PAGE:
Despite protestations from the band itself, it's hard not to see Fall Out Boy's reunion as anything but an inevitable consequence of the considerable negativity both vocalist Patrick Stump and pop-punk pin-up Pete Wentz's solo projects attracted following FOB's 'indefinite hiatus' back in 2009. Whether deserved or not, the vitriolic flak both Soul Punk and Black Cards received from legions of former FOB fans was suggestive of several things, but most striking was the intense possessive entitlement that FOB seemed to inspire in their 'devoted' listeners. Stump, in particular, was subject to a savage backlash that saw him slammed for everything from his new musical direction to his dramatically reduced waistline.
In this context Save Rock and Roll deserves some credit; it's not brave, experimental, remotely left-field or dangerous, but it's also probably not what the swarms of angry Wentz-stalking Livejournal obsessives who chained themselves to a Cork Tree back in 2005 would want either. And whilst titling your comeback album Save Rock and Roll' suggests Christ complexes greater than 30 Second To Mars, FOB thankfully side-step the self-help, cosmic rock-messiah posturing of Leto and co by injecting a considerable amount of foot-stomping fun into their fifth full-length.
Scattered across Save Rock and Roll are a selection of eclectic and somewhat bizarre guest spots, which provide both the highs and lows on an otherwise fun, if unremarkable album of glossy (synth)pop-punk. Big Sean throws in a verse on 'The Mighty Fall' that rivals Wiz Khalifa's on Maroon 5's 'Payphone' in terms of superfluousness and on 'Rat A Tat' Courtney Love simply spews forth a couple of indecipherable rants - her appearance here proving she still has considerable purchase amongst the upper echelons of the music industry, but providing absolutely no clue as to why.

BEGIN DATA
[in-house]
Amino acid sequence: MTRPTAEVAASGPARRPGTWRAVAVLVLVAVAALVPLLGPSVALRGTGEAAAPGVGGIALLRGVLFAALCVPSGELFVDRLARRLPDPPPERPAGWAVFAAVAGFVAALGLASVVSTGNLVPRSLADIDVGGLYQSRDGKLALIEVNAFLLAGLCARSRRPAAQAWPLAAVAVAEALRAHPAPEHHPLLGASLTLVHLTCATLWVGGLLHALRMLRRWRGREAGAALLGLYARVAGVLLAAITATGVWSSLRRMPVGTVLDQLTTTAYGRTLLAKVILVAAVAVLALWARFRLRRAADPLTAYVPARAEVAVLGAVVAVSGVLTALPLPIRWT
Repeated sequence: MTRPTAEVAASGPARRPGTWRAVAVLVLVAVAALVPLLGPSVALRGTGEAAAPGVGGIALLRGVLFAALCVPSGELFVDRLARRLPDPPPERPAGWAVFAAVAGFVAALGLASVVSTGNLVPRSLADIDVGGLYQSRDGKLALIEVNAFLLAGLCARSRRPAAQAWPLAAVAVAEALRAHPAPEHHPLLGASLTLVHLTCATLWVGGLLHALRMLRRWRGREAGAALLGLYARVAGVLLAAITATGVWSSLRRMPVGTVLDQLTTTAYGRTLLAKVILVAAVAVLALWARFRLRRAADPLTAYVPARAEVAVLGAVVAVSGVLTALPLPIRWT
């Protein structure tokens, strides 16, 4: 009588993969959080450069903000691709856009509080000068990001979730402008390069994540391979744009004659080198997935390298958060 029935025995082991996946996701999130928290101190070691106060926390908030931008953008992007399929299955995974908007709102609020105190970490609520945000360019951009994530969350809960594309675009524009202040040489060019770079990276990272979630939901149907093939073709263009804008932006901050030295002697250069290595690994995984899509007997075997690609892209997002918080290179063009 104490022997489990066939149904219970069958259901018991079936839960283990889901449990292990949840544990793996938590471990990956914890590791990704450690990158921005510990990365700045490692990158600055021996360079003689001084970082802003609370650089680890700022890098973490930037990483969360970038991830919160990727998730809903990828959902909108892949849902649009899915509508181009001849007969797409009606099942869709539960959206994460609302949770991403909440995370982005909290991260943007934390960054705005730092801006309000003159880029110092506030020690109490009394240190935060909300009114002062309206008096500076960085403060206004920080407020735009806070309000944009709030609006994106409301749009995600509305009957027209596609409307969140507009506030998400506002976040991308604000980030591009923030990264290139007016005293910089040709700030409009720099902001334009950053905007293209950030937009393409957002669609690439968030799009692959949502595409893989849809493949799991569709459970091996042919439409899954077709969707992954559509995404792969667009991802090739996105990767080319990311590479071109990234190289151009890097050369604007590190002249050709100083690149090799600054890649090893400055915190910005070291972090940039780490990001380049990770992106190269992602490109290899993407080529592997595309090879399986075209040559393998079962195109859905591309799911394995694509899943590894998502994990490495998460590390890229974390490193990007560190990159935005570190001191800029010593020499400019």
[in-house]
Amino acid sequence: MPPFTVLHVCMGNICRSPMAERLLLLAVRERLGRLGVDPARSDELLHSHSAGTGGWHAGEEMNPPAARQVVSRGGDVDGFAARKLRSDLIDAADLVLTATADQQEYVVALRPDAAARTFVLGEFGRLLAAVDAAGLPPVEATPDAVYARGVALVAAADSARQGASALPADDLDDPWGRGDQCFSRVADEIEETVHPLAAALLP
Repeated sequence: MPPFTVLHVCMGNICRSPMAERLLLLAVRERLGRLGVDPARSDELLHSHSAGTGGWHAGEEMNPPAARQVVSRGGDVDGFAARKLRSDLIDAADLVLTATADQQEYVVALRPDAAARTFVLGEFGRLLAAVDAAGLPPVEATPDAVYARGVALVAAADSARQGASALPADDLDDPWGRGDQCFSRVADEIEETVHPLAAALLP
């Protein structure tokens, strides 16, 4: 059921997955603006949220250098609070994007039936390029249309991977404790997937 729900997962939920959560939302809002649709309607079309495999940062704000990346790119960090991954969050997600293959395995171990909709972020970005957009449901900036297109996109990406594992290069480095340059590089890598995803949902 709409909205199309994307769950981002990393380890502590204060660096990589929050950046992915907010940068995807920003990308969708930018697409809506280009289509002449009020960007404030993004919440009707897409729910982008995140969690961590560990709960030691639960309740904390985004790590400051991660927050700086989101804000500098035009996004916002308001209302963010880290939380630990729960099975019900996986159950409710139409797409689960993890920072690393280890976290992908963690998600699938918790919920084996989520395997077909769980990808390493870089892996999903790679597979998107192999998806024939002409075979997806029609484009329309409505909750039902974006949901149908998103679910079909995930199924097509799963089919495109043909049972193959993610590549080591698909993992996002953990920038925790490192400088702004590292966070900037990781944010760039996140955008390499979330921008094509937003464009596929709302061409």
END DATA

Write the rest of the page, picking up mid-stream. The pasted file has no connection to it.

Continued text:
Despite opening with a vocal melody suspiciously similar to Adele's 'Rolling In The Deep', 'Just One Yesterday' smartly develops into a gorgeous mid-tempo duet between Stump and British synth-pop starlet Foxes, and the title-track featuring Elton John proves to be the best song on the album. Every trick in the book is employed to turn the song into something grandiose - a piano line, strings, hand claps and a high-pitched vocal sample all feature - but it's Elton's voice that makes it great. The Rocket Man is underused but sounds absolutely superb as he belts out lines such as "Blood brothers in desperation/ An oath of silence for the voice of our generation."
Other notable moments include the back-to-back rousing, anthemic twin-peaks of first single 'My Songs Know What You Did In The Dark' and the virulently infectious 'Alone Together'; both tracks you'll be able to sing along to the chorus upon first listen. Here Stump's vocals sound better than ever and while it would be unfair to lay credit for this with producer Butch Walker, it's probably worth remembering his involvement with post-hardcore band Saosin - a year after co-producing 2009's In Search of Solid Ground, vocalist Cove Reber was kicked out of the band for not being able to 'represent the music [they'd] recorded well on stage.'
Not that there's any possibility of this happening with FOB, but Walker's studio wizardry provides Save Rock and Roll with the Rolls Royce of production values. It's a huge sounding record in all respects, (a bit too) clean, spacious and meticulously layered. But that's fine. The punk has always played second stage to the pop in FOB's world. Save Rock and Roll isn't life or game changing but it's probably the album FOB needed to make - if only for themselves - and as an honest portrait of the roller-coaster ride that is FOB's career, it finds them on a high.
7John Watt's Score